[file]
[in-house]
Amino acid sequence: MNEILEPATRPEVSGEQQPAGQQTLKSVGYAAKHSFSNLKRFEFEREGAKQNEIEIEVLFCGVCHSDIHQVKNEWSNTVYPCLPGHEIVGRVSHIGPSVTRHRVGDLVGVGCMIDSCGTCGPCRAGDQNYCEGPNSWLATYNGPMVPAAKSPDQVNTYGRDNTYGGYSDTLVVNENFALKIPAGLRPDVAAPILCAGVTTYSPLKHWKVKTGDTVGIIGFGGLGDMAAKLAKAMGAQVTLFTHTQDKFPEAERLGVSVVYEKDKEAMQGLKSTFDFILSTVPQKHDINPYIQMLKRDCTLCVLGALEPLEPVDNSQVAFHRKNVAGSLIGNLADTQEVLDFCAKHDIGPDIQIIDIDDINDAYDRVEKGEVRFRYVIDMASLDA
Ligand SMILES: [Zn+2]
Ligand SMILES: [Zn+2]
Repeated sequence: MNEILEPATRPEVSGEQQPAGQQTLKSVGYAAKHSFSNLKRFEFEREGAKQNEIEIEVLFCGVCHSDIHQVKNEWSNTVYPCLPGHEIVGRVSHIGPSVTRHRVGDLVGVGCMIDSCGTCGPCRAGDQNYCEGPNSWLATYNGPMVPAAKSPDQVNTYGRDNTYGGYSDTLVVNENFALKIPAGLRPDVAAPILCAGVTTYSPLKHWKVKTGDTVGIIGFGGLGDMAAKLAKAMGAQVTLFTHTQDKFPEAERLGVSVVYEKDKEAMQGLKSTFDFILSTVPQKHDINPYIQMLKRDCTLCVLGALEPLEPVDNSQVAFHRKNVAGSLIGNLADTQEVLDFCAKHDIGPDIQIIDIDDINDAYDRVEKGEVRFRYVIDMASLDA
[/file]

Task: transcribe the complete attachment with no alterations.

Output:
[in-house]
Amino acid sequence: MNEILEPATRPEVSGEQQPAGQQTLKSVGYAAKHSFSNLKRFEFEREGAKQNEIEIEVLFCGVCHSDIHQVKNEWSNTVYPCLPGHEIVGRVSHIGPSVTRHRVGDLVGVGCMIDSCGTCGPCRAGDQNYCEGPNSWLATYNGPMVPAAKSPDQVNTYGRDNTYGGYSDTLVVNENFALKIPAGLRPDVAAPILCAGVTTYSPLKHWKVKTGDTVGIIGFGGLGDMAAKLAKAMGAQVTLFTHTQDKFPEAERLGVSVVYEKDKEAMQGLKSTFDFILSTVPQKHDINPYIQMLKRDCTLCVLGALEPLEPVDNSQVAFHRKNVAGSLIGNLADTQEVLDFCAKHDIGPDIQIIDIDDINDAYDRVEKGEVRFRYVIDMASLDA
Ligand SMILES: [Zn+2]
Ligand SMILES: [Zn+2]
Repeated sequence: MNEILEPATRPEVSGEQQPAGQQTLKSVGYAAKHSFSNLKRFEFEREGAKQNEIEIEVLFCGVCHSDIHQVKNEWSNTVYPCLPGHEIVGRVSHIGPSVTRHRVGDLVGVGCMIDSCGTCGPCRAGDQNYCEGPNSWLATYNGPMVPAAKSPDQVNTYGRDNTYGGYSDTLVVNENFALKIPAGLRPDVAAPILCAGVTTYSPLKHWKVKTGDTVGIIGFGGLGDMAAKLAKAMGAQVTLFTHTQDKFPEAERLGVSVVYEKDKEAMQGLKSTFDFILSTVPQKHDINPYIQMLKRDCTLCVLGALEPLEPVDNSQVAFHRKNVAGSLIGNLADTQEVLDFCAKHDIGPDIQIIDIDDINDAYDRVEKGEVRFRYVIDMASLDA